Football hate crime up 47 per cent in England and Wales
By PA Media
Last Updated: 22/11/19 11:30am
The number of football matches where hate crime was reported increased by 47 per cent in the 2018-19 season, according to the Home Office.
Hate crime was reported at 193 matches in 2018-19, up from 131 matches in 2017-18, data published in September found.
Of the 193 matches, 79 per cent of the hate crime incidents related to race.
Which club had the most reports?
Burnley supporters were reported for alleged hate crimes at football matches more often than any other club in England or Wales over the last two completed seasons.
There were 17 instances where the Clarets were reported, while Manchester United, Sunderland and West Ham were the subject of 13 reports each, a request under the Freedom of Information Act by the PA news agency has found.
Fifteen of the 17 reports concerning Burnley related to discrimination on the grounds of race, while two related to sexual orientation.
Burnley take self-policing hate crime stance
"Burnley is aware of the figure highlighted in the data and believes the number of instances reported reflects the club's pro-active stance on such issues," a statement read.
"As a club, we operate a zero-tolerance policy towards any form of discrimination at Turf Moor and amongst our supporters at away matches.
"We actively encourage our supporters to report any relevant incidents, including those suspected from our own fans, which we believe is reflected by the number of reports made."
In the case of Manchester United, nine related to race, one to religion and three to sexual orientation.
Twelve of the reports related to Sunderland supporters had to do with race, with one related to sexual orientation. West Ham were reported for six race-related offences, four linked to religion and three to sexual orientation.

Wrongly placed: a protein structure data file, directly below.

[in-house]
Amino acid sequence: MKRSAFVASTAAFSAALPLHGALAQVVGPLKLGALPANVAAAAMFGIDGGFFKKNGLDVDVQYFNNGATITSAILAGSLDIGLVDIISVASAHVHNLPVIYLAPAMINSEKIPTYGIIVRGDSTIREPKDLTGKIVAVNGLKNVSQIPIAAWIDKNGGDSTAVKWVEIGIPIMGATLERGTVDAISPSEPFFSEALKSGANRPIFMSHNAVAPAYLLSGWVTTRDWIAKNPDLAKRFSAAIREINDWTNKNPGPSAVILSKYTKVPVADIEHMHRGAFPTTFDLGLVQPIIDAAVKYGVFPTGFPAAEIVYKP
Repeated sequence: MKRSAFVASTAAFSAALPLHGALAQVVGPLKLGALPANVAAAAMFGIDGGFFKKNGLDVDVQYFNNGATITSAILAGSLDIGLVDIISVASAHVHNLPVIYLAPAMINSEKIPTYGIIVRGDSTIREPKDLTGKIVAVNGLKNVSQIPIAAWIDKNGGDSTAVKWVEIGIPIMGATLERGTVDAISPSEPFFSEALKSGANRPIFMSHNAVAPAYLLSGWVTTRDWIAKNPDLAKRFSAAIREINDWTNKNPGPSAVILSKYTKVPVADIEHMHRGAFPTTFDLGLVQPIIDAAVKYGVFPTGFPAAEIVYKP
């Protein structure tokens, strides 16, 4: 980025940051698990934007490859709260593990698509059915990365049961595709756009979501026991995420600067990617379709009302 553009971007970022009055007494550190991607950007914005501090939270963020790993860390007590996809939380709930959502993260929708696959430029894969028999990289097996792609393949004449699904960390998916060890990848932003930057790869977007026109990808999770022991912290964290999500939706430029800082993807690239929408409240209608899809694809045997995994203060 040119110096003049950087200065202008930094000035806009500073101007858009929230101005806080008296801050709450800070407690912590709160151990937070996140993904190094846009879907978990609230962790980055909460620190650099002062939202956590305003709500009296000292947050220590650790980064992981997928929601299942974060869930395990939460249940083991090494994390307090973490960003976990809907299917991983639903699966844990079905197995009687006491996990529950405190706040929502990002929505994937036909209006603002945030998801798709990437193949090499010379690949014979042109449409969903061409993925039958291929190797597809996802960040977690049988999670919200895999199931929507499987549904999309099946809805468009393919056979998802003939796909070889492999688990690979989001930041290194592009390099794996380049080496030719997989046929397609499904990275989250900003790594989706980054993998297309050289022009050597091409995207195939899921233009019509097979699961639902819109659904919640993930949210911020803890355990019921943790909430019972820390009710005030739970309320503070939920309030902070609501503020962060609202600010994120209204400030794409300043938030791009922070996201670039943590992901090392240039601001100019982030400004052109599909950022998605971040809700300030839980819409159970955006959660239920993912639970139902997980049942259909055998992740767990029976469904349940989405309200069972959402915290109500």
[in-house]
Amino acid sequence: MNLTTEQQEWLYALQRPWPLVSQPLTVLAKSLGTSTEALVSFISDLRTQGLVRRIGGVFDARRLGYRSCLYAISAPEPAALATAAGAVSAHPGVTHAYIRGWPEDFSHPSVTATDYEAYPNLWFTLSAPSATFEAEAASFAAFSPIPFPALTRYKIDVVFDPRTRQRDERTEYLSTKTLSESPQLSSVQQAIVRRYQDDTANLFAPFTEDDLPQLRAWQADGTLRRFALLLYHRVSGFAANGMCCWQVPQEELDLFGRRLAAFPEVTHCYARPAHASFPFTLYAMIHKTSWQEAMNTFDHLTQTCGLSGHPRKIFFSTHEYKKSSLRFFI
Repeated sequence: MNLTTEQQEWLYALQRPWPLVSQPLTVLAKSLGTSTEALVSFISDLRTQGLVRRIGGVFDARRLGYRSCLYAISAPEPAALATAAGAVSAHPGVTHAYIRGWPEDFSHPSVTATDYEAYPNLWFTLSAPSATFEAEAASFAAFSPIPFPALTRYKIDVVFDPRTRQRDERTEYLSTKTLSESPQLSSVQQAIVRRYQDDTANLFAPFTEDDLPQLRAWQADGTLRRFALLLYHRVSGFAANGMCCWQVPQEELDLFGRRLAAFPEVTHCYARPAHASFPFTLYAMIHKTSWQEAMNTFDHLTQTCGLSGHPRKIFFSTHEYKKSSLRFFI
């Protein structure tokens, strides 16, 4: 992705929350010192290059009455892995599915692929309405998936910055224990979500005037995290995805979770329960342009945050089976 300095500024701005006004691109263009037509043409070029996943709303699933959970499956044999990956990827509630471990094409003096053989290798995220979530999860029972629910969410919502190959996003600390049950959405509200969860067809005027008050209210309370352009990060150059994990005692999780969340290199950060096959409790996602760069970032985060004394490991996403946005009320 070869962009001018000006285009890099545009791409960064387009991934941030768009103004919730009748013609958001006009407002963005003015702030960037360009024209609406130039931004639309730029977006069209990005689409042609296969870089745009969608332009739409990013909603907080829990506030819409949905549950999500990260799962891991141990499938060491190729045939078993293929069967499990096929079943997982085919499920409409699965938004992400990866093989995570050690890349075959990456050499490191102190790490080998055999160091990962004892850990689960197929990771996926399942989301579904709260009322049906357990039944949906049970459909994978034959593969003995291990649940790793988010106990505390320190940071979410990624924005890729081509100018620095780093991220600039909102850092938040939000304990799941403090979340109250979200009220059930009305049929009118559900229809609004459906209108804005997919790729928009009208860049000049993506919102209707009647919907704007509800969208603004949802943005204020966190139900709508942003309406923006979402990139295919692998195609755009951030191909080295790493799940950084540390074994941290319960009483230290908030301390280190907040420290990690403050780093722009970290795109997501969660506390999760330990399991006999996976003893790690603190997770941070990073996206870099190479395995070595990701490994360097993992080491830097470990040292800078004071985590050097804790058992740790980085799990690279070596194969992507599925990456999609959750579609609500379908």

Reports of incidents were submitted to the UK Football Policing Unit (UKFPU) by police dedicated football officers (DFOs). These reports may be informed by information obtained from partner organisations such as the Football Association and Kick It Out.
The data does not show which clubs were responsible for making the reports, and there may be a number of occasions where supporters have highlighted misconduct among their own fanbase.
Sunderland and Burnley highlighted their own proactive policies for reporting abuse among their own support, while Manchester United said that they continue to take "strong action" against anyone identified as engaging in racist or any discriminatory abuse and encourage people to speak out and report any abuse that they witness.
Ten of the reports were about fans of Chelsea, Leeds and Leicester. Blackburn, Millwall and Tottenham supporters were reported on nine occasions each.
One of the reports on Chelsea concerned an individual who directed racial abuse at Manchester City forward Raheem Sterling during a Premier League match on December 8, 2018.
Chelsea banned the supporter for life in June 2019, but the Crown Prosecution Service said there was insufficient evidence to bring a criminal charge.
There were 23 occasions across the two seasons where clubs were reported for hate crimes related to sexual orientation in games against Brighton - with Southampton the club reported in three of those instances.
What can we expect for the current season?
The current season has also been blighted by incidents of discriminatory behaviour involving supporters.
Wycombe goalkeeper Ryan Allsop reported homophobic abuse being directed at him and referee John Busby during his side's League One match against Tranmere last Sunday, while last month players from Haringey Borough walked off the pitch during their FA Cup qualifying match against Yeovil over racist abuse.